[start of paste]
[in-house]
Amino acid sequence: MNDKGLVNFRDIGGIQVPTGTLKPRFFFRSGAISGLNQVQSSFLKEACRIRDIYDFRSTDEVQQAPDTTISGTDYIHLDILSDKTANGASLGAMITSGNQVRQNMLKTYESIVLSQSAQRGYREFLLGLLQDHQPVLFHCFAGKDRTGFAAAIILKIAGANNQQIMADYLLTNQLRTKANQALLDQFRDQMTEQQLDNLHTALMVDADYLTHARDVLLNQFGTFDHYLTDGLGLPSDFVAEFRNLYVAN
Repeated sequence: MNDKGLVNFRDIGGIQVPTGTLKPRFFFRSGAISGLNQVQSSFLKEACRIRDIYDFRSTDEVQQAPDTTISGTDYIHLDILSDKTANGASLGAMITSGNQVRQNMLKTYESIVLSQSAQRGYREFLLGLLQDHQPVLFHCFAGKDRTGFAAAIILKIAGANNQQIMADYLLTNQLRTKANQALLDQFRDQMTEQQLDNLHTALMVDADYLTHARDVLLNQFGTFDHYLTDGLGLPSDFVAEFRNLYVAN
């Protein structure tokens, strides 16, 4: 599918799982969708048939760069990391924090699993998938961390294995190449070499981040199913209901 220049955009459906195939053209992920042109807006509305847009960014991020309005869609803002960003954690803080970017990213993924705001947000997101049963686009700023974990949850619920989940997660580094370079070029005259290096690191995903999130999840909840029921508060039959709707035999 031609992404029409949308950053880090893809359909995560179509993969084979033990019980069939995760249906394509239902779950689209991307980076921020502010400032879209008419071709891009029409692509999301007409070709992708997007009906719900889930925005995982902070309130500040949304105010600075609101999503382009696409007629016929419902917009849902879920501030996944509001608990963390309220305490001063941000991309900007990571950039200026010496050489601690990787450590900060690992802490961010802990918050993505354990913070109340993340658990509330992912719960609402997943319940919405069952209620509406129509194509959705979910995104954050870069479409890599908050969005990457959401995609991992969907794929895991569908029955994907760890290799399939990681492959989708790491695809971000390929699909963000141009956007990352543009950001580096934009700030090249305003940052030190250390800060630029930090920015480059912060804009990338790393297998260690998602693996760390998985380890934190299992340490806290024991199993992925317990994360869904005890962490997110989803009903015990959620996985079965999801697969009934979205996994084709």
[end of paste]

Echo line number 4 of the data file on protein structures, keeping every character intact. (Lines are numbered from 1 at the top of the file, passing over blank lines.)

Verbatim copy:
């Protein structure tokens, strides 16, 4: 599918799982969708048939760069990391924090699993998938961390294995190449070499981040199913209901 220049955009459906195939053209992920042109807006509305847009960014991020309005869609803002960003954690803080970017990213993924705001947000997101049963686009700023974990949850619920989940997660580094370079070029005259290096690191995903999130999840909840029921508060039959709707035999 031609992404029409949308950053880090893809359909995560179509993969084979033990019980069939995760249906394509239902779950689209991307980076921020502010400032879209008419071709891009029409692509999301007409070709992708997007009906719900889930925005995982902070309130500040949304105010600075609101999503382009696409007629016929419902917009849902879920501030996944509001608990963390309220305490001063941000991309900007990571950039200026010496050489601690990787450590900060690992802490961010802990918050993505354990913070109340993340658990509330992912719960609402997943319940919405069952209620509406129509194509959705979910995104954050870069479409890599908050969005990457959401995609991992969907794929895991569908029955994907760890290799399939990681492959989708790491695809971000390929699909963000141009956007990352543009950001580096934009700030090249305003940052030190250390800060630029930090920015480059912060804009990338790393297998260690998602693996760390998985380890934190299992340490806290024991199993992925317990994360869904005890962490997110989803009903015990959620996985079965999801697969009934979205996994084709």